If it be a sin to covet glory I am the most offending soul alive

Mon 30 Mar 2015

These words written to his lover, Emma Hamilton, by Horatio Nelson, Britain’s supreme naval hero, reveal the great man’s unslakeable thirst for public recognition.  He made no secret of the fact that he believed himself to be, not without reason, someone who should be universally adored.  A huge part of Nelson’s historical reputation is down to the fact he was every bit as accomplished an exponent of public relations as he was a naval commander.  There is much we can learn from him.

At the Battle of Cape St Vincent in 1797, Nelson boarded and captured two Spanish men-of-war in spite of the fact that both hugely outgunned his own vessel.  When he felt his part in the victory had been inadequately celebrated by his commanding officer he sent a letter which was published in full in The Sun newspaper.  His timing was perfect.  The British public was tired of the war with Napoleon and needed a hero.  Nelson offered himself, and it worked.

In a time before mass communication Nelson’s face was perhaps the best known in Britain.  He had his portrait painted on a number of occasions, and in virtually every one he is depicted in uniform wearing all the many gaudy decorations he had received from Britain and her allies.  He did not miss any opportunity to remind people of his numerous successes and the wholly justified rewards he received for them.  Whenever he found himself out of the limelight, he clawed and fought his way back into it.  Having become at twenty one of the youngest captains in Royal Navy history he was already plotting his rise to command the British fleet and believed entirely it was his destiny and his right.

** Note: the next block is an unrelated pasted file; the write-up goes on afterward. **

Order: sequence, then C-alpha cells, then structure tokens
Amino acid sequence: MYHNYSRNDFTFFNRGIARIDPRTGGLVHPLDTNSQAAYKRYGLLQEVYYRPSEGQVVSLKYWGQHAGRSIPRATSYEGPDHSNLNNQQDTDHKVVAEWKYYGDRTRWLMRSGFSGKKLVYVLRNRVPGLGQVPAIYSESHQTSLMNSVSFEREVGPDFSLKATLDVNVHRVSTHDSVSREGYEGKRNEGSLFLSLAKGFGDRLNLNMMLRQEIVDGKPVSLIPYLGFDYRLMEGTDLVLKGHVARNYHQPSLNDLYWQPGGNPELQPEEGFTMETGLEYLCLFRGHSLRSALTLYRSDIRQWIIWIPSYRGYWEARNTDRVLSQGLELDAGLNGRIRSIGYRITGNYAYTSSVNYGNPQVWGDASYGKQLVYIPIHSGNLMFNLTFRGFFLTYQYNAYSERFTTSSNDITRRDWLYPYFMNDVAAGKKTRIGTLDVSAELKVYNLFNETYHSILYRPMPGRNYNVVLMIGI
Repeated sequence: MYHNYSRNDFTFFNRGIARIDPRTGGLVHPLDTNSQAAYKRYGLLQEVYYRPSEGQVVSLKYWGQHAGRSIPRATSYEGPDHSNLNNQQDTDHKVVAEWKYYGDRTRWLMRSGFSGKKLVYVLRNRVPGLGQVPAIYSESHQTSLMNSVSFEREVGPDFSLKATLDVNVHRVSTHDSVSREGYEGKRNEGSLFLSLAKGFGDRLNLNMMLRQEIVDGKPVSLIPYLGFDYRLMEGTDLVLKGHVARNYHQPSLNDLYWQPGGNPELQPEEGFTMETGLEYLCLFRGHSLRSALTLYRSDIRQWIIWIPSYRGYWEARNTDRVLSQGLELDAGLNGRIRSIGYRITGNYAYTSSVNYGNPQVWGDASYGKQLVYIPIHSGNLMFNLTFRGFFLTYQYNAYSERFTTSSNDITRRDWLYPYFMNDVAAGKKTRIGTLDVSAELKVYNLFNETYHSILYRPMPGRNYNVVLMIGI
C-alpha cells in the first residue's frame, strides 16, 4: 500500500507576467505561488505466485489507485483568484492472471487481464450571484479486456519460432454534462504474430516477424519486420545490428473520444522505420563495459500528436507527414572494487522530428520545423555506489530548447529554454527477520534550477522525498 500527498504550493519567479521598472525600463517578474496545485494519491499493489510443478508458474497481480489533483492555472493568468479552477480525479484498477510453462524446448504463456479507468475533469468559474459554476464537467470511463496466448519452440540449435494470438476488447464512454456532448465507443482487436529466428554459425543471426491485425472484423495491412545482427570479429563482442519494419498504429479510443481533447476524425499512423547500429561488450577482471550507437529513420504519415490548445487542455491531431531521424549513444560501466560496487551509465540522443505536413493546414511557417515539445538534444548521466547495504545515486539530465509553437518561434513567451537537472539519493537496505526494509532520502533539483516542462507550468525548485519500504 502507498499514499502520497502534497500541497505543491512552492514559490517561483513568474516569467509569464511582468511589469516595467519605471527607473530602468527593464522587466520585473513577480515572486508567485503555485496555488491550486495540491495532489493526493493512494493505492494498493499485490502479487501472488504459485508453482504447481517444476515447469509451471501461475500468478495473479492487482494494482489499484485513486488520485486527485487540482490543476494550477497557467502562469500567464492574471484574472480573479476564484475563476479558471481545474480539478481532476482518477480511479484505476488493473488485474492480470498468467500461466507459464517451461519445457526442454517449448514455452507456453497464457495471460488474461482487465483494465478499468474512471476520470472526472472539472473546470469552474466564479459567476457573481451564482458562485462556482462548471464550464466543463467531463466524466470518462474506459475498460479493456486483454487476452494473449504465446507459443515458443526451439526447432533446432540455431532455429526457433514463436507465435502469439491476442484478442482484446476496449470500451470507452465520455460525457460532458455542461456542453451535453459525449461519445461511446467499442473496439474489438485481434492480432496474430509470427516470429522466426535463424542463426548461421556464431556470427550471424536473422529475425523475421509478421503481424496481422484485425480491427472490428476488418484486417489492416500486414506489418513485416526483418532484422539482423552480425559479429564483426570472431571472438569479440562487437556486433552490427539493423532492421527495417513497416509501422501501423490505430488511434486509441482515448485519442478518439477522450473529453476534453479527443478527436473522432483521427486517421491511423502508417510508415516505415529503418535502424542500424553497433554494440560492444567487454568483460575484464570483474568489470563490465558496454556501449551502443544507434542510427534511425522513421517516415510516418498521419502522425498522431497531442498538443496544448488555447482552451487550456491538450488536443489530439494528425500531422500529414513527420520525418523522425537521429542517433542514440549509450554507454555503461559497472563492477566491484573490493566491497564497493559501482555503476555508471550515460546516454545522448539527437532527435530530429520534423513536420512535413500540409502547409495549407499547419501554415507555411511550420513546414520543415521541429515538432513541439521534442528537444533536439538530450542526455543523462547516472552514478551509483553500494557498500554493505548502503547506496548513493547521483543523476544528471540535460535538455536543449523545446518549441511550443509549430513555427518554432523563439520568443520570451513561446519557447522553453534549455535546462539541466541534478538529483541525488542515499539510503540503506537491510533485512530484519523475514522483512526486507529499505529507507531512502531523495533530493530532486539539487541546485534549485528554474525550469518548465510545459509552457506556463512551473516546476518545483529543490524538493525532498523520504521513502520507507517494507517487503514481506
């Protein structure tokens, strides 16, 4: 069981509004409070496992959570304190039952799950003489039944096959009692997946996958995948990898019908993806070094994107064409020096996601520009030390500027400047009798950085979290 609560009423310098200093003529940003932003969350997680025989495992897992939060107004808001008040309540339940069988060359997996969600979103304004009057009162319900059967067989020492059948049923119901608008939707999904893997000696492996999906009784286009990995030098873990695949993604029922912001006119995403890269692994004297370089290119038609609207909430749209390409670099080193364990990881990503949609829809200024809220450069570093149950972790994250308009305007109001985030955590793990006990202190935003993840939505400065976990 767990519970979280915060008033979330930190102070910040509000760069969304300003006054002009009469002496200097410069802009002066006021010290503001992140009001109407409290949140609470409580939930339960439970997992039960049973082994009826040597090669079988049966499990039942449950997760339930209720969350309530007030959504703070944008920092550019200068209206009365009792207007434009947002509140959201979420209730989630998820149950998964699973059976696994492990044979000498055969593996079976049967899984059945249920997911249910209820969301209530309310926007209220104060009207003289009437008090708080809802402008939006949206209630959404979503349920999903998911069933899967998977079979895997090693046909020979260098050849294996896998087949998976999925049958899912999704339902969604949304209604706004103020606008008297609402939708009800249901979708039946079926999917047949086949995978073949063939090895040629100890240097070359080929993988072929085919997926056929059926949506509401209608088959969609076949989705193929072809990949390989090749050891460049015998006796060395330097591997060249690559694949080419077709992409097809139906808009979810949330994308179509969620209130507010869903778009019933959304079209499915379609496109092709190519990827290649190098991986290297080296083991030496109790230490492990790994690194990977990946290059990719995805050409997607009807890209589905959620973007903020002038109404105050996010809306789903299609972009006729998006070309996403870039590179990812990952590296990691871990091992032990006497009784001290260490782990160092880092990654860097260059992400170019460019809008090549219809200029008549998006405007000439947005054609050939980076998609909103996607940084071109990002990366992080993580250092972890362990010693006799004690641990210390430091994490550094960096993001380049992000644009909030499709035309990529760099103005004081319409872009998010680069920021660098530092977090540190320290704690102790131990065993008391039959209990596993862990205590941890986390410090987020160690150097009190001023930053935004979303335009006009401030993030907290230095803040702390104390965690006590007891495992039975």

By contrast, have you ever heard of James Saumerez?  Captain, later Admiral Saumerez, was a contemporary of Nelson’s and fought with him, with distinction, at two of his most famous battles.  Like Nelson he was fiercely courageous, tactically brilliant and unquestionably dashing.  Unlike Nelson, he had either no skill or no interest in blowing his own trumpet.

When was the last time you felt your successes in business achieved the recognition they deserved?  When was the last time you threw everything into promotion of your work?  When did you last get noticed for charity work done by yourself, your business or your staff?  Not everyone can be a Nelson.  Not everyone has that natural instinct for the public mood.  Today, the opportunities for bringing attention to one’s works are so much greater than they were.  With an explosion of media outlets, with social media (Nelson would have been fantastic on Twitter), with video, networking, blogging and awards there are endless possibilities to raise your profile and enhance your reputation.  What’s more, you don’t have to do it all by yourself.  There are numerous skilled exponents of Public Relations out there ready to help and to maximise your visibility. 

The question is, then, do you want your company to be the first name on everyone’s lips when they think of your products or services?  Do you want to be a Nelson or a Saumarez?

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